It is not surprising, then, that there should be a reawakening of interest in the lives of some of the men, who, dominated by some of the earlier scholastic ideas, by the tradition of the possibility of finding the philosopher’s stone, which would transmute the baser metals into the precious metals, devoted themselves with quite as much zeal as any modern chemist to the observation of chemical phenomena. One of the most interesting of these—indeed, he might well be said to be the greatest of the alchemists—is the man whose only name that we know is that which appears on a series of manuscripts written in the High German dialect of the end of the fifteenth and the beginning of the sixteenth century. That name is Basil Valentine, and the writer, according to the best historical traditions, was a Benedictine monk. The name Basil Valentine may only have been a pseudonym, for it has been impossible to trace it among the records of the monasteries of the time. That the writer was a monk, however, there seems to be no room for doubt, for his writings give abundant evidence of it, and, besides, in printed form they began to have their vogue at a time when there was little likelihood of their being attributed to a monastic source, unless an indubitable tradition connected them with some monastery. Continue reading ““Basil Valentine, Last of the Alchemists, First of the Chemists” — James J. Walsh”

Two Books (Books acquired, 7 and 14 Feb. 2020)


Robinson by Muriel Spark. Penguin Books, 1964. Cover drawing by Terence Greer.

I have not yet read Muriel Spark, but I’ve noted she’s been compared to Ann Quin and Anna Kavan. Robinson looked more interesting to me (and shorter) than her more famous novels The Prime of Miss Jean Brodie and Memento Mori, and I love this cover.


Alchemy by Titus Burckhardt. Penguin Books,1974. Cover design by Walter Brooks, using a drawing from Basilius Valentinus’s “Aurelia Occulta Philosophorum” in Theatrum Chemicum, Argentoratie, 1614. vol. IV. Chocked full of glorious black and white images.

Melancholia (detail) — Albrecht Dürer

Screenshot 2016-03-13 at 3.53.58 PM

The Powder of Sympathy

“The Powder of Sympathy”




To which is Added a Small Budget of Interesting
Paradoxes, Illusions, and Marvels.


This curious occult method of curing wounds is indissolubly associated with the name of Sir Kenelm Digby (born 1603, died 1665), though it was undoubtedly in use long before his time. He himself tells us that he learned to make and apply the drug from a Carmelite, who had traveled in the east, and whom he met in Florence, in 1622. The descendants of Digby are still prominent in England, and O. W. Holmes, in his “One Hundred Days in Europe,” tells us that he had met a Sir Kenelm Digby, a descendant of the famous Sir Kenelm of the seventeenth century, and that he could hardly refrain from asking him if he had any of his ancestor’s famous powder in his pocket.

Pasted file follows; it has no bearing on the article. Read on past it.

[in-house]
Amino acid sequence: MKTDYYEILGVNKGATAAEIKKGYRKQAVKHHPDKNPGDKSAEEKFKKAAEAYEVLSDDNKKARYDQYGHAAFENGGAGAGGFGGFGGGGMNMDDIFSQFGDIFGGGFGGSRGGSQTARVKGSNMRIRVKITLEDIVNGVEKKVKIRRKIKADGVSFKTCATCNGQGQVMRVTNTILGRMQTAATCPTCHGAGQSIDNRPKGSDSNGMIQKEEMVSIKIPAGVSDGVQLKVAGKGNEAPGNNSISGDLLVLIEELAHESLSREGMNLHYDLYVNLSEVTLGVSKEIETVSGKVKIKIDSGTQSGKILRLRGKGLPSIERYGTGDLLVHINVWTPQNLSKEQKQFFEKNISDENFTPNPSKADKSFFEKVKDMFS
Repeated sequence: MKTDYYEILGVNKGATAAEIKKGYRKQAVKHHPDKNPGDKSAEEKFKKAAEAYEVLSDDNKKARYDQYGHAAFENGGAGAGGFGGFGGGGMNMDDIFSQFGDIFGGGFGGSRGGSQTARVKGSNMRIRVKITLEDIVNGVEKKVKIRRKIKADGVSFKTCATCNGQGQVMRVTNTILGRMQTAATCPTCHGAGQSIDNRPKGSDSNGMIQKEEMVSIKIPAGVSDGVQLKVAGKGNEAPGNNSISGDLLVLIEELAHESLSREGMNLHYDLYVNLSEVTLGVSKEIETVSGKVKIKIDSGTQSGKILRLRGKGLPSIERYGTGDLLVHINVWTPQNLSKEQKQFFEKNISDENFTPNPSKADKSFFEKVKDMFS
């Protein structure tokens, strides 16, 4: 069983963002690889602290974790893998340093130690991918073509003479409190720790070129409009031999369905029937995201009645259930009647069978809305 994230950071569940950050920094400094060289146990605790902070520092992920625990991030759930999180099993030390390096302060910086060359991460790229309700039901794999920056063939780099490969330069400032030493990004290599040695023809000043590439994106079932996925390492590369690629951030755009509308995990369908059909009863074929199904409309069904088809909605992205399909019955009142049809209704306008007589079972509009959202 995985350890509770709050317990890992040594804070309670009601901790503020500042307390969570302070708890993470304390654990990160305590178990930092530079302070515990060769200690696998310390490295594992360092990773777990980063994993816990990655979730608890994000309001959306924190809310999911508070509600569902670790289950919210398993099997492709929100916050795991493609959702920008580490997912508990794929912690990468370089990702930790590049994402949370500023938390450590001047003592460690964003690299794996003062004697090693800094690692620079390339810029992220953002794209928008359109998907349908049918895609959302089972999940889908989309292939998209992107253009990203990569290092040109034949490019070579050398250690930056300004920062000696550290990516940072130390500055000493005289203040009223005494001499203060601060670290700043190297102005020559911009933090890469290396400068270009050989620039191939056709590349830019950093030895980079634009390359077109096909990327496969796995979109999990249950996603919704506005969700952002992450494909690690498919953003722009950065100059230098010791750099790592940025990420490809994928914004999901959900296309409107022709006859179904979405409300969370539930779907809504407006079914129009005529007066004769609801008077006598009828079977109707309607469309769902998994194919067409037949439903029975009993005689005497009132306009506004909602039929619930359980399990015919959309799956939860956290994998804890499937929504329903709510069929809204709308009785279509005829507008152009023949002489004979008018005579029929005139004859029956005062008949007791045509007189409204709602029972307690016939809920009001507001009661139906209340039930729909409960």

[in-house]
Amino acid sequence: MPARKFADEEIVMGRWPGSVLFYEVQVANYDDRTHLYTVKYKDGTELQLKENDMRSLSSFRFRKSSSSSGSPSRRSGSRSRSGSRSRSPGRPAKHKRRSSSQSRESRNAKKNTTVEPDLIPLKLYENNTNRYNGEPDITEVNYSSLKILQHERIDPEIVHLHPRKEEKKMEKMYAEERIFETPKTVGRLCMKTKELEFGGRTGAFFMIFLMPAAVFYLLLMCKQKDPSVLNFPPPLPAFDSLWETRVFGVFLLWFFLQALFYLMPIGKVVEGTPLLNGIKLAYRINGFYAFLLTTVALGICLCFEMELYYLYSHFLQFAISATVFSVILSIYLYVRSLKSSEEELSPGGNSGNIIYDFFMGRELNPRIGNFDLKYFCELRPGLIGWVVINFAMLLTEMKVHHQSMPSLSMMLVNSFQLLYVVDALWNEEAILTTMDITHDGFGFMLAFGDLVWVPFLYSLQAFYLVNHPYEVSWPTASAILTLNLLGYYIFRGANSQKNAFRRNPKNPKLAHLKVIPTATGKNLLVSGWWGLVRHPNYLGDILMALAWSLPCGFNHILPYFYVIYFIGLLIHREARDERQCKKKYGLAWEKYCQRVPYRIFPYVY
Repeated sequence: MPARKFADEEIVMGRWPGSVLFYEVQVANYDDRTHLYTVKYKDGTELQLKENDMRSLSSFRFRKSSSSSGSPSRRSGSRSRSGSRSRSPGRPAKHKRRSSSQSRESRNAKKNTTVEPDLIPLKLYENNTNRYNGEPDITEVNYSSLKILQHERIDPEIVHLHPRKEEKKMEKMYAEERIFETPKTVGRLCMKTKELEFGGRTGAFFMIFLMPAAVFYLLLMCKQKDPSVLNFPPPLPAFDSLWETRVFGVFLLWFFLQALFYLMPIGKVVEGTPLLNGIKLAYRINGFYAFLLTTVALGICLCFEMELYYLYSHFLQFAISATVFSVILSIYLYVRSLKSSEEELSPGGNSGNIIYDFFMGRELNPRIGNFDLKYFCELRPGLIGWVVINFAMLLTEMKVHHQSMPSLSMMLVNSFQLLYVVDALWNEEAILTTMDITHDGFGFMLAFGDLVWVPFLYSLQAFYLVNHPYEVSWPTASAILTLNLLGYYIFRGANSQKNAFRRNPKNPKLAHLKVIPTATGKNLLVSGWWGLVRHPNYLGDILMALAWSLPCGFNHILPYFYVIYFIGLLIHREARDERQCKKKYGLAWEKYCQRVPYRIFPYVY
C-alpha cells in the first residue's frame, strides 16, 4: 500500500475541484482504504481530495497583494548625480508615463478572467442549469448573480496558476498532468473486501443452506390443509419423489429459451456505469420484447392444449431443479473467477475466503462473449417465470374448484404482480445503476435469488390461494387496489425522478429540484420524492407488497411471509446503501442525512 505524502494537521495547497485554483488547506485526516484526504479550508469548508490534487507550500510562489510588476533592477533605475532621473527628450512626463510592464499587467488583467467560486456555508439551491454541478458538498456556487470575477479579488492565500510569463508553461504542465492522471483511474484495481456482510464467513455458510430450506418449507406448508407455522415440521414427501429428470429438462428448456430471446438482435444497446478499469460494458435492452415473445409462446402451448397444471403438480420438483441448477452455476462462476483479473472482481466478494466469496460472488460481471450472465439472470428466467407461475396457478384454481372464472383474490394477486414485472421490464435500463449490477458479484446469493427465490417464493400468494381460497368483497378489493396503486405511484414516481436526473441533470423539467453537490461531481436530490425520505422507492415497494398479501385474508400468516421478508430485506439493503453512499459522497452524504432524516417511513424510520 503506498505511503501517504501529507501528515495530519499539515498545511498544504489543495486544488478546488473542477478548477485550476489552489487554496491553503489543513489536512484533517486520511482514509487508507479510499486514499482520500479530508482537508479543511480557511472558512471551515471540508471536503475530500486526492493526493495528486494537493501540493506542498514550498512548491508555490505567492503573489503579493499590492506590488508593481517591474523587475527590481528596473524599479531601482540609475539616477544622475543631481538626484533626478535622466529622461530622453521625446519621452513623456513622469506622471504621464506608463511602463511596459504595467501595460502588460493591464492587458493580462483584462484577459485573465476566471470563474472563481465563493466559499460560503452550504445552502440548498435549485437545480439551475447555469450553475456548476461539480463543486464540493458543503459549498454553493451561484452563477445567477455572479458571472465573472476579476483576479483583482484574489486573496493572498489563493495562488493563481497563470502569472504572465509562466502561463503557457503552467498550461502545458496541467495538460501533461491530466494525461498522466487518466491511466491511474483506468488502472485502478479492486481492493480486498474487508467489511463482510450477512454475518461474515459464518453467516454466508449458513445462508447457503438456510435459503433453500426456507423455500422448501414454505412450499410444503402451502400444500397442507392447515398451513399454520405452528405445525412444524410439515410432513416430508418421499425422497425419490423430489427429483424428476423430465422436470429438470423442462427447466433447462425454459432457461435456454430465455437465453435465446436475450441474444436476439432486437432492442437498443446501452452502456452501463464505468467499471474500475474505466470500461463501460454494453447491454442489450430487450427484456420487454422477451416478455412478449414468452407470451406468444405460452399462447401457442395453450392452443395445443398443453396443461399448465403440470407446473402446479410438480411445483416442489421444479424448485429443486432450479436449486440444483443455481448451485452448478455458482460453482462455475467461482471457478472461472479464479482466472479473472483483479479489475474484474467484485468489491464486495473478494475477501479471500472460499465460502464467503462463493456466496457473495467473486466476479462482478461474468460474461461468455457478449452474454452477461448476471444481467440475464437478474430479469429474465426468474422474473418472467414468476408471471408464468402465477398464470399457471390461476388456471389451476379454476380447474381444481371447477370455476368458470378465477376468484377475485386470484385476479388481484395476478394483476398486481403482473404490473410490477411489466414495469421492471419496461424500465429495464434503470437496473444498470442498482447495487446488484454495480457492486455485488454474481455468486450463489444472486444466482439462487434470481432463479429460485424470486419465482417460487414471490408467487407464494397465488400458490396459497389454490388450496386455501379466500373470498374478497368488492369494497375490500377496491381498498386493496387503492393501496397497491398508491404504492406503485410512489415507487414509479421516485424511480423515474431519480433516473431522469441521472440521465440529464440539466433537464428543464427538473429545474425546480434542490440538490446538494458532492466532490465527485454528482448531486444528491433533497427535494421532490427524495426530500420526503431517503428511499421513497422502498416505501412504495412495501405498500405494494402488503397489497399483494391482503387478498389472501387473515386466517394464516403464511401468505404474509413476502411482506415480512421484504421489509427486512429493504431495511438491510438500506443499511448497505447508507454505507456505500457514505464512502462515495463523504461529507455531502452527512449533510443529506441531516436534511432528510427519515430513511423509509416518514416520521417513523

Digby was a student of chemistry, or at least of the chemistry of those days, and wrote books of Recipes and the making of “Methington [metheglin or mead?] Syder, etc.” He was, as we have seen in the previous article, a believer in palingenesy and made experiments with a view to substantiate that strange doctrine. Evelyn calls him an “errant quack,” and he may have been given to quackery, but then the loose scientific ideas of those days allowed a wide range in drawing conclusions which, though they seem absurd to us, may have appeared to be quite reasonable to the men of that time.

From his book on the subject,we learn that the wound was never to be brought into contact with the powder. A bandage was to be taken from the wound, immersed in the powder, and kept there until the wound healed.

This beats the absent treatment of Christian Science!

The powder was simply pulverized vitriol, that is, ferric sulphate, or sulphate of iron. Continue reading “The Powder of Sympathy”

The Alchemist — Edmund Dulac

The Alchemist — Pieter Bruegel the Elder


Goldfish Tears (Book Acquired, 3.16.2012)


Goldfish Tears by Curtis Ackie: A good looking collection of shorts. Here’s the descriptor:

A perturbed bachelor is beleaguered by his misbehaving shadow; a reclusive alchemist builds a machine to right his wife’s disfigurement; the sun forgets to rise over a sleepy town in the middle of nowhere. Equal parts haunting and outlandish, Goldfish Tears is an enchanting collection of short stories by Curtis Ackie, a young British-born author concerned with the magic of dreams as escapism.


The book is full of charming illustrations that evoke whimsy and dread: